Down range the flagman, hunkered below the 1000 yard berm, stood and waved the black signal flag—another “X”. He lowered the four-foot wide target, taped over the pinky-thick hole with a circle made for the task and hoisted the target back up for Riccards’ last shot.
Riccards, sharpshooter for the Army’s 103rd, let the number slosh around in his head. He tried washing it way with thoughts of insane motorcycle rides, train dodging, and interstate cliff-jumping into the Arkansas river but, like his addiction to nicotine, the number nine continued to plague his nerves. One more X and he’d break the record.
At a thousand yards, no one had ever shot ten rounds from a .308 match grade M1 Garand all within the inner most circle, the X-ring.
Behind the covered range, gravel crunched beneath a hum-vee’s tires and the tinny sound of its door being slammed forced the shooter to stop and collect his wits.
“What’s going on here?” Colonel Spratt, his fatigues tucked into his boots, his carpenter’s square crew-cut out of place in the modern army, superhero stood and glared at the two privates.
Both carped for air.
“I said, what the hell is going on here? Don’t you both know we’re in lock-down?” The Colonel looked to the distant targets and watched as the big black circle rose from behind the berm. “And who the hell do you have down range?”
“Practice my ass. It’s six-the-fuck-am, on a gottdamn Sunday. The only gottdamn Sunday I have free for the next three gottdamn months and I wake up to the sound of rifle fire. Un-fuckin’-scheduled rifle fire.” Spratt re-positioned himself at the edge of the concrete slab upon which Riccards lay. “So?”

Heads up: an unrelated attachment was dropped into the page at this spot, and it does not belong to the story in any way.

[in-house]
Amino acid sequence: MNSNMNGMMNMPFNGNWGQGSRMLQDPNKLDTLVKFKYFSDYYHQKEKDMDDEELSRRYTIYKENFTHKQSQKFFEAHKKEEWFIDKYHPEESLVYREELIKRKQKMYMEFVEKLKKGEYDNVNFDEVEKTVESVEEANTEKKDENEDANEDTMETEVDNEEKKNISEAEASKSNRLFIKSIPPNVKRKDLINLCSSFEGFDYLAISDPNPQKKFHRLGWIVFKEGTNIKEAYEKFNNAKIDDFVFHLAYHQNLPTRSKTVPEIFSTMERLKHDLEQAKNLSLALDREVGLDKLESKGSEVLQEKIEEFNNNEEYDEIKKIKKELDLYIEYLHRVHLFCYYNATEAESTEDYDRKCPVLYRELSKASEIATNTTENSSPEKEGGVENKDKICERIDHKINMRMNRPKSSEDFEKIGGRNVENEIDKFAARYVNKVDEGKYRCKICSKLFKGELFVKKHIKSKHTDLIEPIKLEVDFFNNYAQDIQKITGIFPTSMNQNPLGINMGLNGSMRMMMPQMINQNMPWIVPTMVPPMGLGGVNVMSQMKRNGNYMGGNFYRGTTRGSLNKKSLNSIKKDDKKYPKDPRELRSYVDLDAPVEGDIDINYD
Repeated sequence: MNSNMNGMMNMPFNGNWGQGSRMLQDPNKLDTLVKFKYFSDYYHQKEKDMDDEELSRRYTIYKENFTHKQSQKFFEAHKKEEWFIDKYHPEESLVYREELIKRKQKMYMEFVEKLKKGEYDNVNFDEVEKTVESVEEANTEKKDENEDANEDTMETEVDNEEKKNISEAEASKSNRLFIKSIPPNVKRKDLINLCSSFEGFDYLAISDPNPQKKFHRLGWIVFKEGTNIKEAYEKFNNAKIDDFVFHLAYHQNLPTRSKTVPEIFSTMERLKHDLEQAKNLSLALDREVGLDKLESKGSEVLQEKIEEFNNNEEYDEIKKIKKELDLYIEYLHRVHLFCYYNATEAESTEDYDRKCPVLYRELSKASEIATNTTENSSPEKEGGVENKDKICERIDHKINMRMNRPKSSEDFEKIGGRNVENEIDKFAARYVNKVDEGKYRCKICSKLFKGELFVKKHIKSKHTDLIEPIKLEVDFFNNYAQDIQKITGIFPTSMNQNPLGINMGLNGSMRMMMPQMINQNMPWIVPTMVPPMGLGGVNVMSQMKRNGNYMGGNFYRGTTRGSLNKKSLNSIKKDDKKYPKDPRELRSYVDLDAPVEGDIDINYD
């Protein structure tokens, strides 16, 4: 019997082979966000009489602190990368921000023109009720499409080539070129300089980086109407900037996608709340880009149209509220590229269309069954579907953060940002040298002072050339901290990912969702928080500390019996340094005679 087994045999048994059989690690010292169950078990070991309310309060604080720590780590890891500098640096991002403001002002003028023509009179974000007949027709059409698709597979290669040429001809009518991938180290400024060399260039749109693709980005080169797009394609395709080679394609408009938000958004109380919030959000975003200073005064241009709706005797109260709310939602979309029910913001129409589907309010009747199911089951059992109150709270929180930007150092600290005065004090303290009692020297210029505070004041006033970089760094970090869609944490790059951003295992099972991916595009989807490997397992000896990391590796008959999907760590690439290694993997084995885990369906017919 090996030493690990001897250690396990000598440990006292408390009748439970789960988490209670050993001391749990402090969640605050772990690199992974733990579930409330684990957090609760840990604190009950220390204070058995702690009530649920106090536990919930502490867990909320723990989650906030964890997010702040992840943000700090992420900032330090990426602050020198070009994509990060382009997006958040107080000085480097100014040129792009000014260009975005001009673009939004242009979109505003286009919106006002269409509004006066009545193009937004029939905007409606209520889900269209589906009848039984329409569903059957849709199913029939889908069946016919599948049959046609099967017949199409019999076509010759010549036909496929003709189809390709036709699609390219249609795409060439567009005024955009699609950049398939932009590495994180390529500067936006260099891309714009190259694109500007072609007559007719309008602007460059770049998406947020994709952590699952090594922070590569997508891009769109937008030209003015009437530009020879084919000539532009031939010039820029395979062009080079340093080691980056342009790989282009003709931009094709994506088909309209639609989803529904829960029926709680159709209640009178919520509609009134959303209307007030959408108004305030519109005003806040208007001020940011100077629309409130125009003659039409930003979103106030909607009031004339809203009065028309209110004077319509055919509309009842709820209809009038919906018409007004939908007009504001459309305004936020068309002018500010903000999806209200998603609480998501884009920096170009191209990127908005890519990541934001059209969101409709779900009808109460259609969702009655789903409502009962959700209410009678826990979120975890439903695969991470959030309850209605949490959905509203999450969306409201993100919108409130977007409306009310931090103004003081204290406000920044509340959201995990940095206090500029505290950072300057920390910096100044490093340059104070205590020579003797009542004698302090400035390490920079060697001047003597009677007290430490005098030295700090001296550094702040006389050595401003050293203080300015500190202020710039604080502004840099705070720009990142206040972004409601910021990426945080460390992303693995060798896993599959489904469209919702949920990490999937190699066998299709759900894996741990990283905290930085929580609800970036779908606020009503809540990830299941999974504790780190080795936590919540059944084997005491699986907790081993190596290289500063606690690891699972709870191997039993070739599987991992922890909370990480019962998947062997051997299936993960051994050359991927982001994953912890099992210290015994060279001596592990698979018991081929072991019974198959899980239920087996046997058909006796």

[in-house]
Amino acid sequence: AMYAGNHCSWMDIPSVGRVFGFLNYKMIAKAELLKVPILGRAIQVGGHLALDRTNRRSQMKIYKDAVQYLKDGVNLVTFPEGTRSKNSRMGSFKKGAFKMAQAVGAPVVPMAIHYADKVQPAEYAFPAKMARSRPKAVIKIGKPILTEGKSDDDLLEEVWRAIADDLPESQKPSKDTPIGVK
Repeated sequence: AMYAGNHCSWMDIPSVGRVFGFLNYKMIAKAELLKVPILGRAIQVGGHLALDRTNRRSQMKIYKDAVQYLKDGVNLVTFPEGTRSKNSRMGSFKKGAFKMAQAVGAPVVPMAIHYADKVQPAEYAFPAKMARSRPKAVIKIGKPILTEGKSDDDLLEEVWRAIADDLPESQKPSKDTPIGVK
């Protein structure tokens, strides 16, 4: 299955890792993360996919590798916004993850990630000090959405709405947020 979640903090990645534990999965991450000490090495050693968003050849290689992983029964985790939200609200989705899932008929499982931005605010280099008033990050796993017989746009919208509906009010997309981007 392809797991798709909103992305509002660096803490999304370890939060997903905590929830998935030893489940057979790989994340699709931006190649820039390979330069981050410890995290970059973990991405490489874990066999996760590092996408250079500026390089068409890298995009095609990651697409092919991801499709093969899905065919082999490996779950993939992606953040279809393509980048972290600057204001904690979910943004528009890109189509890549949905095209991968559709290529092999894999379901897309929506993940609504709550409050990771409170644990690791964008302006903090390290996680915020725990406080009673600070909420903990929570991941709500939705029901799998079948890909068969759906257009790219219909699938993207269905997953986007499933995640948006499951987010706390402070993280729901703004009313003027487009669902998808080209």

“A b…bet, sir.”
Spratt noted the empty casings. Riccards and Joel watched his eyes as he counted the rounds. The Colonel stuck his finger into his mouth and held it out, turning it. The pair saw the man’s eyes shift to the tops of the trees that lined the range.
“How many?” Their commander resumed his superhero stance.
Riccards swallowed hard. “All of them, sir.”
When the Colonel leaned toward them and cocked his head the private added, “Nine, sir. Nine down the tube.”
Riccard’s phone rang and Joel answered it. “Excuse me sir.” Joel turned and spoke into the phone, “The Colonel’s here. Yeah, really. I don’t know, probably. Yeah you better come…”
“Hold on there, son.” Spratt dug out his wallet, flipped through a quarter-inch thick fold of green, pulled out five hundred dollar bills and waved them in the air. “You all vouch for Riccards’ score?”
Joel nodded and handed the phone to the Colonel.
“Nine “X”s so far? Is that right… Breck?”
Spratt tossed the phone back to Private Joel.
“There’s five hundred on the line now, Riccards. You send one more into the Eye of the Beast and it’s yours. You miss? You three are gonna be my personal pets until Christmas—you got that?”
From Riccards’ prone position, he looked up at the wiry Colonel, yesterday’s beard still shadowing his face. The private’s eyes widened with a thought. “What if I don’t take the shot? I pack up now and we leave. Would you consider…”
“Well, that’s up to you, son.” Colonel Spratt’s demeanor softened a bit. “I’d be willing to forget you-three’s disobedience in the light of the current state we’re in. Are you willing to abandon your chance at history?”
Riccard worked his tongue across his teeth. Nodding to himself he plucked the last round from his specially-made ammo block and loaded his M1. The morning air remained still as a crypt. Joel sent a text to Breck, ‘range-hot’. Spratt moved back from the soldier’s line of sight and covered his ears.
Private Riccards, a sharpshooter since he was eleven, plinking sparrows at a hundred-yards with a .22, let his breathing steady: slowly in, slowly out, slowly in, half-way out, hold… Thoughts of diving from the interstate bridge drifted away as the vision of the black dot at the end of his barrel, the front-sight nested in the back one, filled his mind.
There is nothing but the shot. Nothing but the shot.
He squeezed the trigger…